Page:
The Tanach ( Hebrew Bible ), and much of beliefs described in the Mishnah and Talmud, are held to be the product of divine Revelation. How Revelation works, and what precisely one means when one says that a book is "divine", has always been a matter of some dispute. Different understandings of this subject exist within the Jewish community. In pareticular, Reconstructinist Judaism rejects the idea that religious writings are inspired by God. Instead they represent the development of Judaism as a religious civilisation and are therefore valuable even though written only by humans.
This does not mean that Jews are required to read the books of the prophets literally. The Jewish tradition has always held that prophets used metaphors and analogies just like people today use them. As such, there is a wide degree of interpretation of many prophetic verses.
The Torah and Talmud teach that God took the descendants of Israel out of Egypt and spoke to them at Mount Sinai. It was here that God revealed the Torah to Moses. The Jewish tradition holds that the laws therein are binding on all of Israel.
Orthodox and Conservative Jews hold that the prophecy of Moses is held to be true; he is held to be the chief of all prophets, even of those who came before and after him. This belief was expressed by Maimonides, who wrote that "Moses was superior to all prophets, whether they preceded him or arose afterwards. Moses attained the highest possible human level. He perceived God to a degree surpassing every human that ever existed....God spoke to all other prophets through an intermediary. Moses alone did not need this; this is what the Torah means when God says "Mouth to mouth, I will speak to him."
However, this does not imply that the text of the Torah should be understood literally. The rabbinic tradition maintains that God conveyed not only the words of the Torah, but the meaning of the Torah. God gave rules as to how the laws were to be understood and implemented, and these were passed down as an oral tradition. This oral law ultimately was written down almost 2,000 years later in the Mishna and the two Talmuds. The founders of Reform Judaism replaced this principle with the theory of Progressive Revelation.
For Reform Jews, the prophecy of Moses was not the highest degree of prophecy; rather it was the first in a long chain of progressive revelations in which mankind gradually began to understand the will of God better and better. As such, the laws of Moses are no longer binding, and it is today's generation that must assess what God wants of them. (For examples see the works of Rabbis Gunther Plaut or Eugene Borowitz). This principle is also rejected by most Reconstructionist Jews, but for a different reason; most posit that God is not a being with a will; thus no will can be revealed.
The Written Torah is composed of 5 books known by their Greek names as - Genesis, Exodous, Leviticus, Numbers and Deutoronomy. They chronicle the history of the Hebrews and also contain the comandments that Jews are to follow.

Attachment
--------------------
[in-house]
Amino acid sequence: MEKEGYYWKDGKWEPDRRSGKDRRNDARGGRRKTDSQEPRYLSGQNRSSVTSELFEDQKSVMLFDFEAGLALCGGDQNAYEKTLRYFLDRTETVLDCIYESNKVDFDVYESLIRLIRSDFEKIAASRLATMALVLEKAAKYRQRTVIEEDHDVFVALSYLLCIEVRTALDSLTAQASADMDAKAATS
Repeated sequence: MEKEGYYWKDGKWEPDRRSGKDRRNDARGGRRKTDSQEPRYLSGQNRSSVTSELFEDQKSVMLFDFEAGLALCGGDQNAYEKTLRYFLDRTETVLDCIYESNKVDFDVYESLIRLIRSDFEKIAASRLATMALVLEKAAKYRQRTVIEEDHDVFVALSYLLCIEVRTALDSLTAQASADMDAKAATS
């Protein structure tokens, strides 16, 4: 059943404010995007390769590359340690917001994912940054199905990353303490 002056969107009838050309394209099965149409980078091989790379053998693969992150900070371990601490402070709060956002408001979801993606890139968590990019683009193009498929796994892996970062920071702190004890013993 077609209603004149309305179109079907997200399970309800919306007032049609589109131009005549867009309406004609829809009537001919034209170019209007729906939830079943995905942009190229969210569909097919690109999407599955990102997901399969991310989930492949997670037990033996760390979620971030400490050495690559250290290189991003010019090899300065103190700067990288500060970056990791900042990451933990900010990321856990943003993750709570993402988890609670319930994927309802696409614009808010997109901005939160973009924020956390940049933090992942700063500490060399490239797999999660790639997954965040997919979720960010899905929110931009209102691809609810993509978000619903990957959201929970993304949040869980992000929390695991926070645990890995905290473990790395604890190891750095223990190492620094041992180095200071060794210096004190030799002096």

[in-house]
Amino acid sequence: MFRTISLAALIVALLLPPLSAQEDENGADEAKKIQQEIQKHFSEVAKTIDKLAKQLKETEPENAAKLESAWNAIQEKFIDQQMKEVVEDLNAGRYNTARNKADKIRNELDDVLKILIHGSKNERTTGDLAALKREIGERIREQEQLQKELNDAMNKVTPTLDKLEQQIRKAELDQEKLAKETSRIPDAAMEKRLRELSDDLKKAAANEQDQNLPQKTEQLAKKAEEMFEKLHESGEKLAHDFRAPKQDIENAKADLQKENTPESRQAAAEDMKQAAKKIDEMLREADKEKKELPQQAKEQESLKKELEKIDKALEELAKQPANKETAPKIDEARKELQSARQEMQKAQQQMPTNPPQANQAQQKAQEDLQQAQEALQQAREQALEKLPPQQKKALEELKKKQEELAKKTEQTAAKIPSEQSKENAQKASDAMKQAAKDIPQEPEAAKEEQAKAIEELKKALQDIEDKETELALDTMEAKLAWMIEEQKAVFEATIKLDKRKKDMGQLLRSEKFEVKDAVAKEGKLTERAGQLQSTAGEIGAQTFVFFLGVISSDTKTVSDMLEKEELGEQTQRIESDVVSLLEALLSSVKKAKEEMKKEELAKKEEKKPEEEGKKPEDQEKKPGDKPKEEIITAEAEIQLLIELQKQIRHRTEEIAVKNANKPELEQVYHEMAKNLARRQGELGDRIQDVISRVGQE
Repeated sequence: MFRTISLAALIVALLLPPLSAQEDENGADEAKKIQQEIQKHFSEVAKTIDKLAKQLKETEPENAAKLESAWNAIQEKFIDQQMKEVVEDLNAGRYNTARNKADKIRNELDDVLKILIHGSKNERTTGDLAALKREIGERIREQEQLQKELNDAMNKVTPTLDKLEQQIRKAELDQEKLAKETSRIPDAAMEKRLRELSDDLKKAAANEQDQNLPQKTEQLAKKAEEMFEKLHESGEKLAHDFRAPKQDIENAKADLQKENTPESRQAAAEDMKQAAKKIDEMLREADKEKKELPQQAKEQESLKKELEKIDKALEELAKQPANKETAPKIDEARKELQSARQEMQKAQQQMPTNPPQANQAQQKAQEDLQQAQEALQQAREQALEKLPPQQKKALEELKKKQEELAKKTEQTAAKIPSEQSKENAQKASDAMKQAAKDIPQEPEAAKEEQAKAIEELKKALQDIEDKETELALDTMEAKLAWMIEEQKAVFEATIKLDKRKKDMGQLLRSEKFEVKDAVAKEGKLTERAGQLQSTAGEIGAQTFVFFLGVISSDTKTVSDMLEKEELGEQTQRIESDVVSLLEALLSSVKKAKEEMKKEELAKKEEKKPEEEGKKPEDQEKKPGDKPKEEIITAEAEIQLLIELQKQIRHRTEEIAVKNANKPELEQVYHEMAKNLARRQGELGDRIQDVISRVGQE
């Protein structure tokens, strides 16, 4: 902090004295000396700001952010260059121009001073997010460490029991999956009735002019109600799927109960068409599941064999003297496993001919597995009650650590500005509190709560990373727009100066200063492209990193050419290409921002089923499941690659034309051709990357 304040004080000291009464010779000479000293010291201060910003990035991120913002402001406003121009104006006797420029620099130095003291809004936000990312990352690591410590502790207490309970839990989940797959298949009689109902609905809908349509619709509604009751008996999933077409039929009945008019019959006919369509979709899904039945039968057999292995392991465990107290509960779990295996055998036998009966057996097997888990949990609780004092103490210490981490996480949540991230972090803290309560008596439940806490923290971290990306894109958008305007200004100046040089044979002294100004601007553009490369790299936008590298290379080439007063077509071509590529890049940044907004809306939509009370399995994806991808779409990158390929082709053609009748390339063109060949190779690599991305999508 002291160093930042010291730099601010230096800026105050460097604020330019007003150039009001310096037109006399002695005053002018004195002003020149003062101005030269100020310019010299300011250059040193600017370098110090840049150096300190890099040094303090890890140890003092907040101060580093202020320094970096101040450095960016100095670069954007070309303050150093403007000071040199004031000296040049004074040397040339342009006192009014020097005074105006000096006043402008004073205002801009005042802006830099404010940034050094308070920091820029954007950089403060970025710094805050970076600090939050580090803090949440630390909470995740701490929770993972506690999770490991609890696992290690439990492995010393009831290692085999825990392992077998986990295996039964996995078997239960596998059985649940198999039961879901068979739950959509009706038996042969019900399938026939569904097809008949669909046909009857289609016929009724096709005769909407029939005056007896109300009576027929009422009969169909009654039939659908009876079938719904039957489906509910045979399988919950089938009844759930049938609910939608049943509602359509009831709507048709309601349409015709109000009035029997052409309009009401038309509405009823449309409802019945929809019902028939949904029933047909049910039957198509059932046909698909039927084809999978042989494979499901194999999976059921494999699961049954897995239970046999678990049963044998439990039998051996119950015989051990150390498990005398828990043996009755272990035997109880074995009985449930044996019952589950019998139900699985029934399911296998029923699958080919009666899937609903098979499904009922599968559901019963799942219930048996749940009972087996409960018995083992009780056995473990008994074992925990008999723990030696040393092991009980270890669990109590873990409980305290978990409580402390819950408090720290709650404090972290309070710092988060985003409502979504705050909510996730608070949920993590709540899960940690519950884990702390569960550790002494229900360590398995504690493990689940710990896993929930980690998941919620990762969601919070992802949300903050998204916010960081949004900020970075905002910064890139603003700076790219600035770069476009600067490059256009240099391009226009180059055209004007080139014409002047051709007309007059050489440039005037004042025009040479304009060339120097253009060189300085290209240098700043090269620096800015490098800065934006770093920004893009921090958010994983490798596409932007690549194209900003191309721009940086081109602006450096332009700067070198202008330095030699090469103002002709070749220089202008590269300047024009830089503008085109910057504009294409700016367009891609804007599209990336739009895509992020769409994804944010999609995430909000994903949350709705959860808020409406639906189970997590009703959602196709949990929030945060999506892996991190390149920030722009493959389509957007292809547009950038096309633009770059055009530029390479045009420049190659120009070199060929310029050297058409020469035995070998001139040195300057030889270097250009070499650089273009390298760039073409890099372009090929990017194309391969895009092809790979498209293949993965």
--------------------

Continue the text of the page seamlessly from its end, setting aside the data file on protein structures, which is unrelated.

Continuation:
Rabbinic Judaism holds that the Torah is the same one that was given to Moses by God on Mount Sinai. Maimonides explains: "We do not know exactly how the Torah was transmitted to Moses. But when it was transmitted, Moses merely wrote it down like a secretary taking dictation....[Thus] every verse in the Torah is equally holy, as they all originate from God, and are all part of God's Torah, which is perfect, holy and true."
Today, only certain Orthodox Jewish denominations accept that the Torah was written by God and not the result of Revelation. Modern Orthodox Jews recognize that over the millennia, many scribal errors have crept into the Torah's text. The Masoretes (7th to 10th centuries CE) compared all extant variations and attempted to create a definitive text. Also, there are a number of places in the Torah where gaps are seen - part of the story in these places has been edited out. In general, though, Orthodox Jews view the Written and Oral Torah as the same as Moses taught, for all practical purposes.
Due to advances in biblical scholarship, and archeological and linguistic research, all non-Orthodox Jews reject this principle outright. Instead, they accept that the core of the Oral and Written Torah may come from Moses, but that the document that we have today has been edited together from several documents.
Conservative Jews tend to believe that much of the Oral law is divinely inspired, while Reform and Reconstructionist Jews tend to view all of the Oral law as an entirely human creation. For more details see Richard Elliot Friedman[?]'s "Who Wrote the Bible?" and the entry on the documentary hypothesis.
Reform Jews tend to view all of the Torah as an entirely human creation. Traditionally, the Reform movement held that Jews were obliged to obey the ethical but not the ritual commandments of Scripture, although today many Reform Jews have adopted many traditional ritual practices.
The Tanach, the Talmud are the main holy books in Judaism. The Tanakh contians the Written Torah, the writings of the major prophets, and the writings of the minor prophets. The Talmud contains Judaism's oral law.